The Government of South Africa has sought the collaboration of the Nigerian government on mutually beneficial infrastructure development through Public Private Partnerships (PPPs).
South African High Commissioner to Nigeria, Tharmi Mseleku disclosed this when he led a team of officials on a courtesy visit to the Director General of the Infrastructure Concession Regulatory Commission (ICRC), Mr Michael Ohiani.
He said that although both Nigeria and South Africa were learning from each other in implementing PPPs, there was a need for both nations to rekindle their collaboration and take it to a greater height.
“We are here to get the information about the kind of infrastructure that is envisaged to be developed through PPPs because we have the capacity to support, both from the financing and technical point of view,” he said.
He said that the Development Bank of South Africa (DBSA) was part of the financiers of the Kano-Maradi rail project, adding that the bank was willing to do more in the area of financing.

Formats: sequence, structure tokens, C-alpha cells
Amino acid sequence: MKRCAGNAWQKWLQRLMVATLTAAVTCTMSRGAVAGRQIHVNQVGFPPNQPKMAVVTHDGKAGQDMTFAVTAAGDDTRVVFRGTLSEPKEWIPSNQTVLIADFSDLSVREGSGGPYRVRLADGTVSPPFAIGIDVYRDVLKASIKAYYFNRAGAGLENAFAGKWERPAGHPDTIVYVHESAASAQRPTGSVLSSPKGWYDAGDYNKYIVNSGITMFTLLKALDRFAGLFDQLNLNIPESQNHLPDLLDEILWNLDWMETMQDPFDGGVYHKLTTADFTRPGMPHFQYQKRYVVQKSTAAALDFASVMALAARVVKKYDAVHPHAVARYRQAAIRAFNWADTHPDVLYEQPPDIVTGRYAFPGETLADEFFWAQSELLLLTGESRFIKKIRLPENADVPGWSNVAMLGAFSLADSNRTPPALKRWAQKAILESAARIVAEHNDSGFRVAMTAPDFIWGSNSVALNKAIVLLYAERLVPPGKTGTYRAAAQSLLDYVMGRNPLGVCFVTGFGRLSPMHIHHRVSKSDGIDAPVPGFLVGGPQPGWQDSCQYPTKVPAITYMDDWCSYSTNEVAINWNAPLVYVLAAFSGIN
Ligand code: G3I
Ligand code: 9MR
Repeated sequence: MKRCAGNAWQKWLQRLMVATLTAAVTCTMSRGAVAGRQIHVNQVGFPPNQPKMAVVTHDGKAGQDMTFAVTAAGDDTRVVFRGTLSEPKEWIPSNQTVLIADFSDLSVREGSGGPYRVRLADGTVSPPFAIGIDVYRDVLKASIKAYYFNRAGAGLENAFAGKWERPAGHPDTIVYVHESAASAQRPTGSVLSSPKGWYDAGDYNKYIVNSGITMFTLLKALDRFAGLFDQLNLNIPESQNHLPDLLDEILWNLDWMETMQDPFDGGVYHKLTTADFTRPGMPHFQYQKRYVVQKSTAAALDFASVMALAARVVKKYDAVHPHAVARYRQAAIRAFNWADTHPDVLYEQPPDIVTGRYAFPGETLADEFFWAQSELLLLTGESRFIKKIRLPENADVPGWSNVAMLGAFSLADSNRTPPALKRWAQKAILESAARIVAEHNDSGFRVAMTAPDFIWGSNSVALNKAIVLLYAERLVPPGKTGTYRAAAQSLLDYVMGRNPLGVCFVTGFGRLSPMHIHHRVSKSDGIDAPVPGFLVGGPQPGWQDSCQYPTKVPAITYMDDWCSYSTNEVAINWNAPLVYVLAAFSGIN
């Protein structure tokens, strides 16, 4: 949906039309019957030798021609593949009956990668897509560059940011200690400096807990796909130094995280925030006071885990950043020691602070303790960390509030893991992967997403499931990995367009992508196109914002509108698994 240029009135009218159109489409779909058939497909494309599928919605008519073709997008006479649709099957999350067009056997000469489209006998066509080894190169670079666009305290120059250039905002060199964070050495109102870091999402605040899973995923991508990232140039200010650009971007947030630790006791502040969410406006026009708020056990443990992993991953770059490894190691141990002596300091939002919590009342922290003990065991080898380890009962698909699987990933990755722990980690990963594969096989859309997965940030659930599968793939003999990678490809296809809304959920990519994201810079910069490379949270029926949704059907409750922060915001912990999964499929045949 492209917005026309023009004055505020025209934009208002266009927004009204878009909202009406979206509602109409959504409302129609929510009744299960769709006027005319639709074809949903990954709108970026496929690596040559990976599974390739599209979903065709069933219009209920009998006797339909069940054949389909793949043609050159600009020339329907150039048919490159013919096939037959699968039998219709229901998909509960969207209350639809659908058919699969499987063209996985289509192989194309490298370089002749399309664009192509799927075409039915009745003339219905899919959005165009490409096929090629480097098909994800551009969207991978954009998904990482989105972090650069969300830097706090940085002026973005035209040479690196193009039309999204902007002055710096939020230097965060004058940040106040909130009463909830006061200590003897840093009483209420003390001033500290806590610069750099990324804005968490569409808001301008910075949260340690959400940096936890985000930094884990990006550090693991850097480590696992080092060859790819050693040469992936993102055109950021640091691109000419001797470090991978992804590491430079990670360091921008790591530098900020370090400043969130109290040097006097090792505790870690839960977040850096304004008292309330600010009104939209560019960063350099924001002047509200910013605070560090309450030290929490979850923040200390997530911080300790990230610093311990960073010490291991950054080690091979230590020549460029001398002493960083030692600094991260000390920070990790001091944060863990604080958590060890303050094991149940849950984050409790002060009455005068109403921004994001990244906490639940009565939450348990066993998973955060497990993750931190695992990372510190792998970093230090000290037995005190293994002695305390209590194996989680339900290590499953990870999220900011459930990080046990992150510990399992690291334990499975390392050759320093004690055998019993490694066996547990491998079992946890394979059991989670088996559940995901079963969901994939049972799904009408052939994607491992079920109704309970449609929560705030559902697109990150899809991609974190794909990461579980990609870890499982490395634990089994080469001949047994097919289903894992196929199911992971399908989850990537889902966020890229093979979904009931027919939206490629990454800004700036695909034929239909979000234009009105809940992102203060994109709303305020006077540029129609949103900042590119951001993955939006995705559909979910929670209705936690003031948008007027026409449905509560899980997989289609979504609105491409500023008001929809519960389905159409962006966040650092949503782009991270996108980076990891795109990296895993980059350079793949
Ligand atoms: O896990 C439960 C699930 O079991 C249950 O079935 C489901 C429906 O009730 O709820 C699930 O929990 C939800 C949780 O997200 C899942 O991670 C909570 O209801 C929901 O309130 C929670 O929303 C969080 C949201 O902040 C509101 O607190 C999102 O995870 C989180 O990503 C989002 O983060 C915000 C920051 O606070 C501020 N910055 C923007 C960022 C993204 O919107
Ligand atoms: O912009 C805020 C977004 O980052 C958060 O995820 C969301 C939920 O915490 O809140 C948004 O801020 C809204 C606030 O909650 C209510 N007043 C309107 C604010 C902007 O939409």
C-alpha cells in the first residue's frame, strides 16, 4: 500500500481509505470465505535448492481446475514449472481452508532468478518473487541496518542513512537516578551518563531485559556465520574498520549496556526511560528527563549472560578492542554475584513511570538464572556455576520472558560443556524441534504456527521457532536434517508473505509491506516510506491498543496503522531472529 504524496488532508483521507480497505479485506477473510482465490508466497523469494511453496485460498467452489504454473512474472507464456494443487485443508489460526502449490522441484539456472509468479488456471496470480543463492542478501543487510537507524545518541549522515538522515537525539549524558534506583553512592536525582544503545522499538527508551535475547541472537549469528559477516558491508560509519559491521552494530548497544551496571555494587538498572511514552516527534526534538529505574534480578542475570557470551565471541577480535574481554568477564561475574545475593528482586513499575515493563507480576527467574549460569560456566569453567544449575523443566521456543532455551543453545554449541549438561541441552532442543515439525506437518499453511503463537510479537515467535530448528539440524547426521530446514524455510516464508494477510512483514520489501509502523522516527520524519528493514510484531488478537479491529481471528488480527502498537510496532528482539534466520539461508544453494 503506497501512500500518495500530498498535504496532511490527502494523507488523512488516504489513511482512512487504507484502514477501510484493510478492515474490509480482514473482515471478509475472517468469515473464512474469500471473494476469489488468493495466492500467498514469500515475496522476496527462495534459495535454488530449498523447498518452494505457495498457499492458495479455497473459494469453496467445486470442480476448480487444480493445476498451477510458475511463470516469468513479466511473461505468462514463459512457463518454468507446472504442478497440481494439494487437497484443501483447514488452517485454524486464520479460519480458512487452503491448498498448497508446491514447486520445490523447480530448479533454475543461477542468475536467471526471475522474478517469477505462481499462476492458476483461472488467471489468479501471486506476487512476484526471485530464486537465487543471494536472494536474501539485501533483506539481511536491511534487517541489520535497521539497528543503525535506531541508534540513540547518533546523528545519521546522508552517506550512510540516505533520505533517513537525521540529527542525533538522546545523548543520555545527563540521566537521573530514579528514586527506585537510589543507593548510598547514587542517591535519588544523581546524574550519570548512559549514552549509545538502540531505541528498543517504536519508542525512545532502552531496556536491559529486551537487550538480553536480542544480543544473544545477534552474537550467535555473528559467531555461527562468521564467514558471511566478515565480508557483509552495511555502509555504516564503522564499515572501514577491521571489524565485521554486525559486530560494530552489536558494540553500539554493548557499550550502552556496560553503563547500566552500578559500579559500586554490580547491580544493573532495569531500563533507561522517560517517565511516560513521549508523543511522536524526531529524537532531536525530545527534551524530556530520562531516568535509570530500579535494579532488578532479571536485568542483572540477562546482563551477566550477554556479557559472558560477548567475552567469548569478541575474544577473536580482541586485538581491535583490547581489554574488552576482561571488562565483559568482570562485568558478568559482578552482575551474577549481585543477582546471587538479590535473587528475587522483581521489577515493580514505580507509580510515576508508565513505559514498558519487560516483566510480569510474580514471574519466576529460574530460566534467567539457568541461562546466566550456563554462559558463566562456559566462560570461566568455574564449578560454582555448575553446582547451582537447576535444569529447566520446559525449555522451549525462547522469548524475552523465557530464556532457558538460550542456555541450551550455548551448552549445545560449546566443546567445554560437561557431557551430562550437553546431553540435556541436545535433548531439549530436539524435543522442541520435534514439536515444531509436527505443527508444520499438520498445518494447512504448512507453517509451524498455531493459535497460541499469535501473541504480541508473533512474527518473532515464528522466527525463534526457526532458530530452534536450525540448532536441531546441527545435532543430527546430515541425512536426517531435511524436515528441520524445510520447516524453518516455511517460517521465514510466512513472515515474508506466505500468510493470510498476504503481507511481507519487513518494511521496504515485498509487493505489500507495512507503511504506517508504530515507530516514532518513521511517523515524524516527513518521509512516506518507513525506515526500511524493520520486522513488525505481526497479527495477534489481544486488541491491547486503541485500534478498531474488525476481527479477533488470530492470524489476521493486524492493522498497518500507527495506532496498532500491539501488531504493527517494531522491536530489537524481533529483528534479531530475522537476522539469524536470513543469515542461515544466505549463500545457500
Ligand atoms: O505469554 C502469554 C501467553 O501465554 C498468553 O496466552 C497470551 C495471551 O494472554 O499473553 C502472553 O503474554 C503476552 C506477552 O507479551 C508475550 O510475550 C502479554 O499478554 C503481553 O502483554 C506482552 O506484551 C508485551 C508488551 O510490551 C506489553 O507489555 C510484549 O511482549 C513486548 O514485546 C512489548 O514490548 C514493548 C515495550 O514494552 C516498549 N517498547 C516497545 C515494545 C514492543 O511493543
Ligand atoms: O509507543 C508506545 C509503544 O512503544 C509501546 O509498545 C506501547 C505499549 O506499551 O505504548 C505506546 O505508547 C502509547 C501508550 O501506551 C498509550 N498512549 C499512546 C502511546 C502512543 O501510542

“The DBSA is not the only one looking to finance infrastructure from that perspective, they have the capability to also support the post-contract processes.
“We came to have a conversation so that we can open the doors to rekindle the relationship. South Africa is open for business,” he said.
The Director General of ICRC who received the delegation noted that the relationship between both countries on PPPs dates back to the inception of ICRC when members of staff went on a study tour of the South African PPP institutions.
He hinted that from then on, the Commission had recorded great milestones with many PPP projects already underway.
“Over the years, we now have 82 ongoing PPP projects that we are regulating. From 2010 to date the Federal Executive Council (FEC) has approved 102 PPP projects that are worth N10.8 trillion to be invested in by the private sector.
“We have been able to achieve a lot in terms of using PPP to deliver on the infrastructure needs of the country,” he said.
He told the envoy that the Commission had also established a PPP Training Institute called the Nigerian Institute for Infrastructure and PPP (NII3P) where trainings are offered on PPPs, with an MBA in PPP programme also available in Partnership with the Malaysian University for Science and Technology.
Ohiani notified the High Commissioner that some South African companies were already engaged in PPPs in Nigeria while some others were indicating interest.
“We look forward to having further collaborations especially as it relates to the Africa PPP Network (AP3N) which is scheduled to hold in South Africa later in the year,” he said.